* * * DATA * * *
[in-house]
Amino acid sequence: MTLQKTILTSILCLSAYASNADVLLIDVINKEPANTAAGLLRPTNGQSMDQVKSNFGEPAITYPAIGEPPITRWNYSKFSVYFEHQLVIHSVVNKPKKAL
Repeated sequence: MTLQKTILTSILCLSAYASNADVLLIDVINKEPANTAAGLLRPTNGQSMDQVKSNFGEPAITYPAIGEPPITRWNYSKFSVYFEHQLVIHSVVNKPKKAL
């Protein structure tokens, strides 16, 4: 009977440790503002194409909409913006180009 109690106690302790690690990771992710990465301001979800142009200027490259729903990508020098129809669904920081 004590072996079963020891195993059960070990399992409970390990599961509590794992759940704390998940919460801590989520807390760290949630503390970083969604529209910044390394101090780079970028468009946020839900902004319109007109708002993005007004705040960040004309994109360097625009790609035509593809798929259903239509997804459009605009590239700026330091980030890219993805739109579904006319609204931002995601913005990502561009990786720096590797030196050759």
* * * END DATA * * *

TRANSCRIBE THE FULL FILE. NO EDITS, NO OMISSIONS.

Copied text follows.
[in-house]
Amino acid sequence: MTLQKTILTSILCLSAYASNADVLLIDVINKEPANTAAGLLRPTNGQSMDQVKSNFGEPAITYPAIGEPPITRWNYSKFSVYFEHQLVIHSVVNKPKKAL
Repeated sequence: MTLQKTILTSILCLSAYASNADVLLIDVINKEPANTAAGLLRPTNGQSMDQVKSNFGEPAITYPAIGEPPITRWNYSKFSVYFEHQLVIHSVVNKPKKAL
């Protein structure tokens, strides 16, 4: 009977440790503002194409909409913006180009 109690106690302790690690990771992710990465301001979800142009200027490259729903990508020098129809669904920081 004590072996079963020891195993059960070990399992409970390990599961509590794992759940704390998940919460801590989520807390760290949630503390970083969604529209910044390394101090780079970028468009946020839900902004319109007109708002993005007004705040960040004309994109360097625009790609035509593809798929259903239509997804459009605009590239700026330091980030890219993805739109579904006319609204931002995601913005990502561009990786720096590797030196050759």